It's Clara who's desperate to enter the labyrinth and it's Clara who's bright, strong and fearless enough to take on any challenge. It's no surprise when she's chosen. But so is the girl who has always lived in her shadow. Together they enter. Within minutes, they are torn apart forever. Now the girl who has never left the city walls must fight to survive in a living nightmare, where one false turn with who to trust means a certain dead end.
How I approach the writing of a novel
My novel-writing approach has evolved really quickly. I used to try writing whatever idea popped into my head, but as I’ve gotten older and had less time to dedicate to my creative writing (thanks part-time jobs and university) I’ve learned how to make better use of my time. I still go through dozens of novel ideas in my head, but I don’t write all of them. Instead it turns into a battle royal of ideas. Which has the most interesting protagonist(s)? Which has the most intriguing approach? Which has the most katanas? Once one idea has slaughtered the rest (which may later be resurrected) I get to writing. I like to have a solid idea for the start of the novel, and for my main characters, but only a vague idea for the rest of the series. This way, it’s like I’m reading the story as I’m writing it. It gets to the point where I have no idea what’s going to happen next, and that’s exhilarating. I just put my faith in my characters. They have yet to lead me astray (as in they have yet to lead me into anything that heavy edits can’t fix).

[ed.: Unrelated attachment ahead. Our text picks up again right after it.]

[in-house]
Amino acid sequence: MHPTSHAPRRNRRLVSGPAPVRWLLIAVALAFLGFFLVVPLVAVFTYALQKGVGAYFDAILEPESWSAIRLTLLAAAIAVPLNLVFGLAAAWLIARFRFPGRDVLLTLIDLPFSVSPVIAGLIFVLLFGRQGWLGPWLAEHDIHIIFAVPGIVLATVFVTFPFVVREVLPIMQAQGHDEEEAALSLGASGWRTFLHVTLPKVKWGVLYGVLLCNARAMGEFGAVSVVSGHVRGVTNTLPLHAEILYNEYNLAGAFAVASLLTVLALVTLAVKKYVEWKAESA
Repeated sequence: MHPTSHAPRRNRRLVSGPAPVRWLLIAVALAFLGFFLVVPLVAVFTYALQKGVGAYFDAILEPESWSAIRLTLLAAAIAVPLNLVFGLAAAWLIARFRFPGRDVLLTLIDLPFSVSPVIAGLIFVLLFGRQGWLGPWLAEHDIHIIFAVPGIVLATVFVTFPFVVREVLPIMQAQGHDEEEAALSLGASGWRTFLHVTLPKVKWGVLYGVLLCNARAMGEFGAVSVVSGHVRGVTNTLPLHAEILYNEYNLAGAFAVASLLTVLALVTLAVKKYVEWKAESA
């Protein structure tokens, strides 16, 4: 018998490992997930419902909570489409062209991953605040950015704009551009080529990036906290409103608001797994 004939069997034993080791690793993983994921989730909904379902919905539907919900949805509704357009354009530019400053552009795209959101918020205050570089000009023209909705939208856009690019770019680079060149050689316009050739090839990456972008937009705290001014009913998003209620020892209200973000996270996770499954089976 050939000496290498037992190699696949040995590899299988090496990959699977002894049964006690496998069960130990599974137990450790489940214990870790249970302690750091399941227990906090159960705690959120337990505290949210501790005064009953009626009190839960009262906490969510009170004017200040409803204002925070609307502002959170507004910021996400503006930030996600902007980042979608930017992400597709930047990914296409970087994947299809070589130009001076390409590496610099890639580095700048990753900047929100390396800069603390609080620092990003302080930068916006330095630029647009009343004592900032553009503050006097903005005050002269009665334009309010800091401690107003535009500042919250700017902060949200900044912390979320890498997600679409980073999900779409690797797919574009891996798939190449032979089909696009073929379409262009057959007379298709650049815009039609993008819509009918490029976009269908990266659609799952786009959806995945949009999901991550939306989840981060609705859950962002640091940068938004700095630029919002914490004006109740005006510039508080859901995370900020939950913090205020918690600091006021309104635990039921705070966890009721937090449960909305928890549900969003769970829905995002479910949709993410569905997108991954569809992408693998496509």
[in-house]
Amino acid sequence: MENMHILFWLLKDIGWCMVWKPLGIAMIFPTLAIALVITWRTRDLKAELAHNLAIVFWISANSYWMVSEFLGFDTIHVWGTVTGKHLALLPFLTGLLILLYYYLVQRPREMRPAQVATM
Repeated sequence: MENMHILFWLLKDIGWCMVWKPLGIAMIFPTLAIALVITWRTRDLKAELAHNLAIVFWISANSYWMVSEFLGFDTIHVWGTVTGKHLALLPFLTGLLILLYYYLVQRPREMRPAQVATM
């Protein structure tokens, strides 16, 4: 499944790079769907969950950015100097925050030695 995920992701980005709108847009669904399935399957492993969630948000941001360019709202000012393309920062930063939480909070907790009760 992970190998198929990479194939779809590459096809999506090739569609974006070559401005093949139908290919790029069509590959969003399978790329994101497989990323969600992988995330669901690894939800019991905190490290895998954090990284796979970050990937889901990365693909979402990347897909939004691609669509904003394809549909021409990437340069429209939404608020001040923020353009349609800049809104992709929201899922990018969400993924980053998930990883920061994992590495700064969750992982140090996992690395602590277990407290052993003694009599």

My newest novel, Children of Icarus, was a lot of fun to write because I was able to get even deeper into the mind of my protagonist than usual. I didn’t always like her or agree with her, but I always loved her. It was fascinating for me to feel how her mind worked, especially given the setting. The protagonist enters a labyrinth with a group of other youths, with the promise of paradise on the other side. But the labyrinth isn’t a kind place, and soon enough a battle for survival is underway. It doesn’t help matters that—unlike with my dead ideas—there aren’t any resurrections waiting around the corner.